I hate to dredge up an old post, but as you touched on a point I had made before -- my experience with seasonals is directly opposite of what you're suggesting. In the couple of months run up to the holiday and the month after, sales of seasonal decor and items in flea markets has been huge for me, year in and year out going back to 1999, and in a variety of markets. ie. Christmas in October, November and January, but not December. The problem, especially with Christmas, is that big retailers push all of their stuff closer and closer to the cash registers as the holiday gets closer, encouraging impulse buys to help them clear out inventory. So when people are doing their weekly grocery/Wal-Mart run they also pick up that item, saving a trip and often at a good price to boot.
One of my good friends runs a Christmas-year-'round retail store in a great traffic location. He's been there for nearly twenty years and has always maintained that the worst time of year for him has always been the month between Thanksgiving and Christmas.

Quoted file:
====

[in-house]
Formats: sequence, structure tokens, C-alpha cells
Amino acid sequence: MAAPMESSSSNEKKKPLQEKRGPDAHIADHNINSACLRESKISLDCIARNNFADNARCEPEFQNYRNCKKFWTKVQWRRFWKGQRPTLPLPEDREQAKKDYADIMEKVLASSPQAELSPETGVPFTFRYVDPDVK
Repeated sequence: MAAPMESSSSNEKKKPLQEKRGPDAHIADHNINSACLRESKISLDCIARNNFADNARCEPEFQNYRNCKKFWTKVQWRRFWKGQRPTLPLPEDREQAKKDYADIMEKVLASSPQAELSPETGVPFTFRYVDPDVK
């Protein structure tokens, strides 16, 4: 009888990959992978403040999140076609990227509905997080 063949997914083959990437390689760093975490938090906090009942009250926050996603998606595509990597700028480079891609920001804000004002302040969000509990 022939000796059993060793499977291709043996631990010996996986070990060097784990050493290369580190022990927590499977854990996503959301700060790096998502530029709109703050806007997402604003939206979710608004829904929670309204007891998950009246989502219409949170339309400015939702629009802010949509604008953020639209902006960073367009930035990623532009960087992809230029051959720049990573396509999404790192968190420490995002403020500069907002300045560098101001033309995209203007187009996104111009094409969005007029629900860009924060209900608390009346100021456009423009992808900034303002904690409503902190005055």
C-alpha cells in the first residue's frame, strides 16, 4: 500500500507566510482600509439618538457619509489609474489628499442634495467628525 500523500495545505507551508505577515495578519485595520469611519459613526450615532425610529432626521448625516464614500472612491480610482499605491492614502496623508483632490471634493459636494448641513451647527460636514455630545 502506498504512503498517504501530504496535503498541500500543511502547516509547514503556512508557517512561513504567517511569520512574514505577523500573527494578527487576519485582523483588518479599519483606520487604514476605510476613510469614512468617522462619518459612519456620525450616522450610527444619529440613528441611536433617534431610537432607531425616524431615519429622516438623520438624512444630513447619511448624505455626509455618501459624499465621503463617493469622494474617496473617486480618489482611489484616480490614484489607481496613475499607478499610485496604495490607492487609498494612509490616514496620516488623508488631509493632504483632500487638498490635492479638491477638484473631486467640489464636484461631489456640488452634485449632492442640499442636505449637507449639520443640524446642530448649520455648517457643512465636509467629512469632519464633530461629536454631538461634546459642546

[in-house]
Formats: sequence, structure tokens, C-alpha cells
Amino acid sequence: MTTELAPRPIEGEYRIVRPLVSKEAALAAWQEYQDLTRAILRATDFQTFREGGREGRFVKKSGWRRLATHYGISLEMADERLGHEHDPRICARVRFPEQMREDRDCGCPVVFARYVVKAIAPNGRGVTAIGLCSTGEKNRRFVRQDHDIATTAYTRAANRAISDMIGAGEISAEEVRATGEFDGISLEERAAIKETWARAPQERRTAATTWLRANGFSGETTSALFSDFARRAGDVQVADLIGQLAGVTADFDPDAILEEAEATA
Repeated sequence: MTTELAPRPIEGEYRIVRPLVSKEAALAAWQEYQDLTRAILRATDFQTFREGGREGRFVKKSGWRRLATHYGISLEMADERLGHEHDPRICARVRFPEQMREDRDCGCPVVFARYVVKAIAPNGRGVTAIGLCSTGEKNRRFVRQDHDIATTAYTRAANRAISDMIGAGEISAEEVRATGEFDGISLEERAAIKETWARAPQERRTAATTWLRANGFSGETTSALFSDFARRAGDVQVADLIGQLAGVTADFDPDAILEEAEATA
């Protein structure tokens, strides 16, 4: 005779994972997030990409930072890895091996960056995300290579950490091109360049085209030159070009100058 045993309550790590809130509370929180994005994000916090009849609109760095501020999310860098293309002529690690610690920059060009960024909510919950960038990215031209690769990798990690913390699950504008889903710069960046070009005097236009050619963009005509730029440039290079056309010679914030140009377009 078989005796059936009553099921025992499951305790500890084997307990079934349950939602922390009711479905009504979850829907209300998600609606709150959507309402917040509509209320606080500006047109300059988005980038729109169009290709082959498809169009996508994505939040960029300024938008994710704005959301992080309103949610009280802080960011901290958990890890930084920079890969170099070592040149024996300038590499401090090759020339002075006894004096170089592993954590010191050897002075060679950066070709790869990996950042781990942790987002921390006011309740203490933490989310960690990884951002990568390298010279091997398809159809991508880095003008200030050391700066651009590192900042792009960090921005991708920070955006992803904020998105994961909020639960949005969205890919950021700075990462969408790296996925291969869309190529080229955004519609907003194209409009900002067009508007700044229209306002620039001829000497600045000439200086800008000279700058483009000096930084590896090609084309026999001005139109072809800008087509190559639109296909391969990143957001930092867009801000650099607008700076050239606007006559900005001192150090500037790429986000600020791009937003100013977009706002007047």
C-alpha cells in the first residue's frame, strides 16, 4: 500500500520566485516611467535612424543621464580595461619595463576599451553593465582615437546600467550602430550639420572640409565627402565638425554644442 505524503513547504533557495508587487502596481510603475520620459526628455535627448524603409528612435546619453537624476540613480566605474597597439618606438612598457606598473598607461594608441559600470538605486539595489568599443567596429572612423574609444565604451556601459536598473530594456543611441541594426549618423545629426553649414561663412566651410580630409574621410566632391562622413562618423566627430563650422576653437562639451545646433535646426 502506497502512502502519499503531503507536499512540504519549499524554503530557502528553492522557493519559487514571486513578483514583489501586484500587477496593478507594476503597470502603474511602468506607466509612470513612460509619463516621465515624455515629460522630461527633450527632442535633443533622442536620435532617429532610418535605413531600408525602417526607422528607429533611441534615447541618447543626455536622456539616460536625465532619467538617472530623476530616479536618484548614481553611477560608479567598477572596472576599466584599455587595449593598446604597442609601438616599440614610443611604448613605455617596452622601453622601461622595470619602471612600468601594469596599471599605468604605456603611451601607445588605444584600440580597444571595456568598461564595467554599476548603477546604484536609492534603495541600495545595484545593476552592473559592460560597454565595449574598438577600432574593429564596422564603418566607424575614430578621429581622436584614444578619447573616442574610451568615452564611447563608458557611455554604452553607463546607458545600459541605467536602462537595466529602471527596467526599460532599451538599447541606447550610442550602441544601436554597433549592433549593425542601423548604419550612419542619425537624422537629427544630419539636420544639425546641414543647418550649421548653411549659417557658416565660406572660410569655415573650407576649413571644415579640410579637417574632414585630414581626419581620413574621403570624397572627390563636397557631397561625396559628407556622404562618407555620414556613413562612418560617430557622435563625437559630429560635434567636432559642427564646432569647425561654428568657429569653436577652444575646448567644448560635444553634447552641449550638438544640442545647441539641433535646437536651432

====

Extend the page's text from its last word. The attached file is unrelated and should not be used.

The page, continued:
I'm sure there are exceptions, but it's always been money in the bank in my experience to buy like a Rothschild right after the holiday, when prices are at their absolute lowest, and mothball the goods until before the season begins. This has been especially true with Halloween costumes and decoations and Christmas decorations.
Speaking of seasonals, an experiment we tried last year that might be worth repeating for some in the US: after Independence Day 2008 we picked up a ton of 'patriotic' stuff, paper plates and napkins and streamers and disposable flags etc. etc. etc. for super cheap from party stores, stored them and then whipped them out just ahead
of the 'patriotic holidays' in the US (Presidents' Day, Memorial Day, Independence Day and Veterans' Day) in 2009. This did pretty well on the local level; I wish we'd had more inventory to do a better sample though. But the merchandise in question is cheap and not prone to degrade in storage, so perhaps worth giving a shot this year for someone.